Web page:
New global forest maps combine citizen science with multiple data sources, for an unprecedented level of accuracy about the location and extent of forestland worldwide. The maps, produced by the International Institute for Applied Systems Analysis (IIASA) Geo-Wiki team, provide a more accurate view of global forests. They are published in the journal Remote Sensing of the Environment, and are freely available for exploration and download on the Geo-Wiki Web site.
While there are many existing sources of data about forests, including satellite imagery, there is broad disagreement between the data products. Knowing the location and extent of forests is vital information for ecology, climate change, and economic modelling, as well as for researchers looking for the best reference information to estimate deforestation and forest degradation.
“The new maps rely on a combination of recent multisensory remote sensing data, statistics and crowdsourcing,” says Dmitry Schepaschenko, the lead author of the study. “By combining different data sources, and incorporating the input of trained citizen scientists, we were able to produce new maps that are more accurate than any existing data source.”
The study introduces two global forest maps, both at one-kilometer resolution, which provide a good compromise between the level of detail and global coverage. The first, which the researchers call the “best-guess” map, uses eight different data sources and relied on a network of citizen scientists to check or validate the classification of land cover, by looking at high-resolution satellite imagery of different locations. Compared to existing data products, the researchers found, the new hybrid map was more accurate both for forest location and estimation of percentage forest cover.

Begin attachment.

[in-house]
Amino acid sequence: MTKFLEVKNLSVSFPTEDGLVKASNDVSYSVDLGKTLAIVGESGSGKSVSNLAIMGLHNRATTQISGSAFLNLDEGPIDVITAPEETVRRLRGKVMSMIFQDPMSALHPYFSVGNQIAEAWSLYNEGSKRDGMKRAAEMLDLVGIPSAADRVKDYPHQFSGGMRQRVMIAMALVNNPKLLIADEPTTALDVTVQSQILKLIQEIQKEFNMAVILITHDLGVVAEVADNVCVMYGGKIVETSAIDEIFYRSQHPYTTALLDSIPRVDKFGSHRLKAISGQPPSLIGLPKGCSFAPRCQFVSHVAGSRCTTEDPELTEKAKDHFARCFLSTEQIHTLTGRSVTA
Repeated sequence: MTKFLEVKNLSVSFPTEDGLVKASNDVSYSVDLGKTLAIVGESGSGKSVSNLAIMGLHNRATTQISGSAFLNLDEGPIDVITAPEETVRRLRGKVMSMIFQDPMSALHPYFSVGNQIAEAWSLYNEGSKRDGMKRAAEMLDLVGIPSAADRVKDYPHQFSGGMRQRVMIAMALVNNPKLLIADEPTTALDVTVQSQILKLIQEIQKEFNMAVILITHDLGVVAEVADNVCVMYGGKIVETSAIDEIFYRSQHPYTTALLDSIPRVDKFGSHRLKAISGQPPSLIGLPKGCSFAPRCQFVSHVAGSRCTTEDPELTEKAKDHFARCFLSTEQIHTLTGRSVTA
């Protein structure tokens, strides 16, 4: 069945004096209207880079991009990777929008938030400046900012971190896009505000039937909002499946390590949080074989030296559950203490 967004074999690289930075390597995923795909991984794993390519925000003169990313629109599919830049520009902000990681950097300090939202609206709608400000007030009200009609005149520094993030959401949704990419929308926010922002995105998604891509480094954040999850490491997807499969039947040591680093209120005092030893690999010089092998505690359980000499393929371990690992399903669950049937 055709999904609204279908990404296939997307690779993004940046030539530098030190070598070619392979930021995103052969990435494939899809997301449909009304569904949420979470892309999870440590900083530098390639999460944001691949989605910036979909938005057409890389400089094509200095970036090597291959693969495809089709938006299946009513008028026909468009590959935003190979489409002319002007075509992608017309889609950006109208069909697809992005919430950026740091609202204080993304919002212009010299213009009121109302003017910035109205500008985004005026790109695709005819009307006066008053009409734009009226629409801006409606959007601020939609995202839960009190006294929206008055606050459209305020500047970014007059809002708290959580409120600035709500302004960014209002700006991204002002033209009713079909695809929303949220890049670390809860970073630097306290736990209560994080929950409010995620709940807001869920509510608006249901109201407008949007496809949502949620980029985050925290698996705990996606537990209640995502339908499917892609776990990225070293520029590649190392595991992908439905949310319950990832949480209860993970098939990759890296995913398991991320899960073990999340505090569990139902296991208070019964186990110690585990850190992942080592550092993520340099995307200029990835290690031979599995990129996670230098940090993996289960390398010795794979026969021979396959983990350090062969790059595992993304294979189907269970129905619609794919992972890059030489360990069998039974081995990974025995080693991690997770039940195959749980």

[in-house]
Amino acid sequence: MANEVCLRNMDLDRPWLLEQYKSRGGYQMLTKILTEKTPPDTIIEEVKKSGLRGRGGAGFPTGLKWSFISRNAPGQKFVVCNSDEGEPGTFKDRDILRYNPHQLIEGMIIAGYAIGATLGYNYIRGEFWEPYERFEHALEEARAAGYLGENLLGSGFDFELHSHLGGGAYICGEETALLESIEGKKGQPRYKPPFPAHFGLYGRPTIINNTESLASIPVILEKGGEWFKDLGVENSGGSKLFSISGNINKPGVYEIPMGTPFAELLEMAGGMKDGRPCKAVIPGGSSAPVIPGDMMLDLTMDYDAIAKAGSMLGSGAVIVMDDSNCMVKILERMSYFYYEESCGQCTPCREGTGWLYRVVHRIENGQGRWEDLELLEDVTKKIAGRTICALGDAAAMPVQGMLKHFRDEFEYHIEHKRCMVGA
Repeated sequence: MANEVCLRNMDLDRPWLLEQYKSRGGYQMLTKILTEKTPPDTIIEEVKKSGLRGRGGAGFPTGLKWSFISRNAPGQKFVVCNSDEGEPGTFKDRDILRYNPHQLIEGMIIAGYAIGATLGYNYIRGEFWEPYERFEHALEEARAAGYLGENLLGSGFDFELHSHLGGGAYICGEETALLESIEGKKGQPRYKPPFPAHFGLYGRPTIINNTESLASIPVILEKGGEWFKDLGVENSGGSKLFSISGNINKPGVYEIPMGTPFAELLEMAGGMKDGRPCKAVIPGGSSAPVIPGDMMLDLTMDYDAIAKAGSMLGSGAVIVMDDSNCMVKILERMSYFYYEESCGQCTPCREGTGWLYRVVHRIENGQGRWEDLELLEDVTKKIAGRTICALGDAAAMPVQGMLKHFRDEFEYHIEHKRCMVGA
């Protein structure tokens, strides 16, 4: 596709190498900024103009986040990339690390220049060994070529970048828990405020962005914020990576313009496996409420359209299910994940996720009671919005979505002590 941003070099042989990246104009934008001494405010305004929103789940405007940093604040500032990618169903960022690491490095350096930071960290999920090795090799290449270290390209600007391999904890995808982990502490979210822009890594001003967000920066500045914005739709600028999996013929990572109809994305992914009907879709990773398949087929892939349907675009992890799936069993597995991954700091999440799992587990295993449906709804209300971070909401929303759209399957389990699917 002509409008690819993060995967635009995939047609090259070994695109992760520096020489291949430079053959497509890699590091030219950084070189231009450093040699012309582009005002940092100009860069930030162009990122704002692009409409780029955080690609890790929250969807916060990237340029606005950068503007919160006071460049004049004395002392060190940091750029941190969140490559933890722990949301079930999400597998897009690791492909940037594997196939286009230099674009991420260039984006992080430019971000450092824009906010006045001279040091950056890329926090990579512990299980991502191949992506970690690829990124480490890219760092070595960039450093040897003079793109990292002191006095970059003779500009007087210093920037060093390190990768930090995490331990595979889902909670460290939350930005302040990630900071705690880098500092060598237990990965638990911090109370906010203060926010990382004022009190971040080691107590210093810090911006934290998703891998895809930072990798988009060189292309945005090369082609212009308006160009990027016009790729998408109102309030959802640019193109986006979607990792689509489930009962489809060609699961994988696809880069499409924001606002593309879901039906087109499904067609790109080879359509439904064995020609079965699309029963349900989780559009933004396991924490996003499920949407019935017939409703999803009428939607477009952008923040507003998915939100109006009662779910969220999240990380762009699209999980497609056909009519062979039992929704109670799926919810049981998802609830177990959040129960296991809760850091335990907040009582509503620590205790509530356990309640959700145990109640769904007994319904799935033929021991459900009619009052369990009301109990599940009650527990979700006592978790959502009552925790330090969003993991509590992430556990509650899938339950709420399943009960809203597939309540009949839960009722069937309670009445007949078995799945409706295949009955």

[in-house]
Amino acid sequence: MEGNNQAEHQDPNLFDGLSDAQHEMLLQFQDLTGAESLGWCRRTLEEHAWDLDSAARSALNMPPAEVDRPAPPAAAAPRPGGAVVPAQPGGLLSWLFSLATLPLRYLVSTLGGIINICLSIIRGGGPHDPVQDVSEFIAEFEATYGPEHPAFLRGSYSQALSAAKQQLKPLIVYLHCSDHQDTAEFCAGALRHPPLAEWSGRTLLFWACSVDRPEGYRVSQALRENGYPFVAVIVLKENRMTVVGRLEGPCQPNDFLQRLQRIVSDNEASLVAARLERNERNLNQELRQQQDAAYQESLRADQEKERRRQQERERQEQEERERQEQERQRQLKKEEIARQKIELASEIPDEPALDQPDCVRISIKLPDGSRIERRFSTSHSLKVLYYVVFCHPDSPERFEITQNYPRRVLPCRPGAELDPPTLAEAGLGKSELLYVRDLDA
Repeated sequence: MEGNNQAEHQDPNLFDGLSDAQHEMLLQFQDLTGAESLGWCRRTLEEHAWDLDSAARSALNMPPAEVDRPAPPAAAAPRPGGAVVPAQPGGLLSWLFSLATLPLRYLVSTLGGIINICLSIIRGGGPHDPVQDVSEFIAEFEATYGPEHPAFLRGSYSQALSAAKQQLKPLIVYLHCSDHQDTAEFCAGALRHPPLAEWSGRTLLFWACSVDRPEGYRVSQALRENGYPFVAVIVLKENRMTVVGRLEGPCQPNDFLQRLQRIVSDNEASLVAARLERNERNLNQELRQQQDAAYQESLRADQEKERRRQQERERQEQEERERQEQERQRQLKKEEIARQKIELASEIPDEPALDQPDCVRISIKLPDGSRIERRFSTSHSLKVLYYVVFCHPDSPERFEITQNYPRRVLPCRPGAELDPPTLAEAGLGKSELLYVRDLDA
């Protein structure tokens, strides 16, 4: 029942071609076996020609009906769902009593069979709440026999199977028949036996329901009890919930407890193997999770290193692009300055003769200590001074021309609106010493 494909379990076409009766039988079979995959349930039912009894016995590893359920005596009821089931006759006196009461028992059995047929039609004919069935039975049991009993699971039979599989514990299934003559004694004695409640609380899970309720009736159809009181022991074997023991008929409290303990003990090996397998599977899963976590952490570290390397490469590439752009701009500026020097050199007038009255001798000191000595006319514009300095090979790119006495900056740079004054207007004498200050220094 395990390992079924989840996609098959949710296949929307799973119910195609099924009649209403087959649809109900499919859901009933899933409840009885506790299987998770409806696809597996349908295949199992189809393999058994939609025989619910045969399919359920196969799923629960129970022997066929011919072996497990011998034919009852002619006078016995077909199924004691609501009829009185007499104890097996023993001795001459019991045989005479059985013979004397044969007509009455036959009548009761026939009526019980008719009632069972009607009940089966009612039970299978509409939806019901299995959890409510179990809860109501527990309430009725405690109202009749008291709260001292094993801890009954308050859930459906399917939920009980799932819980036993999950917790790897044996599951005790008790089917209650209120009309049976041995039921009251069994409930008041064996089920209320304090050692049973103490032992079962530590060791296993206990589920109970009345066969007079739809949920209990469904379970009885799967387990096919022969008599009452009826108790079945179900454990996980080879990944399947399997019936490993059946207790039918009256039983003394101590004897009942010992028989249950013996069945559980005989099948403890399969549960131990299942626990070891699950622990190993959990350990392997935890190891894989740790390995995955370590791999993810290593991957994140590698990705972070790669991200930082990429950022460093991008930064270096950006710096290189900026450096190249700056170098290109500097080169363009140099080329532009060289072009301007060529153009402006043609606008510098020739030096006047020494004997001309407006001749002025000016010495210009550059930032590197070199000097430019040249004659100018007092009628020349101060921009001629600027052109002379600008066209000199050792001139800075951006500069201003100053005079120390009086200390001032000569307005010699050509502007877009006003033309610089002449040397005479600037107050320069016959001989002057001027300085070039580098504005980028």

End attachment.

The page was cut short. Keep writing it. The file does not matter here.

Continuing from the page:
The second map was further calibrated using regional and country-level forest statistics from the Food and Agriculture Organization (FAO). Schepaschenko explains that this makes the map more useful for economic modeling, and notes that such data are also used as inputs to international climate negotiations. This also represents the first forest map that is consistent with FAO statistics and is freely available. A comparison of the two maps (i.e. the “best guess” and the calibrated one) highlights the countries where there are discrepancies and, hence, raises questions about reporting.
The new maps were produced for the year 2000 as a base year for modeling. The team also plans to update them with data for 2010 in the near future.
The maps will be useful not only for research, but also for policymakers who rely on forest data for planning and decision making purposes. For example, past research has shown that estimates of the efforts required to reach the European Union’s biofuel target vary widely depending on which forest map was selected as an input.
The new maps complement another set of global cropland and land cover maps from the Geo-Wiki team and network, which were published earlier this year. “These new maps just go to show that regular people, in their free time, can contribute to top-quality research,” says Schepaschenko.
IIASA researcher and study co-author Linda See adds “Geo-Wiki and our network of volunteers continue to help us improve land cover and develop robust products for the modelling and policy communities.”
Citation: Schepaschenko D., et al. (2015). Development of a global hybrid forest mask through the synergy of remote sensing, crowdsourcing and FAO statistics. Remote Sensing of Environment 162 (2015) 208–220 http://dx.doi.org/10.1016/j.rse.2015.02.011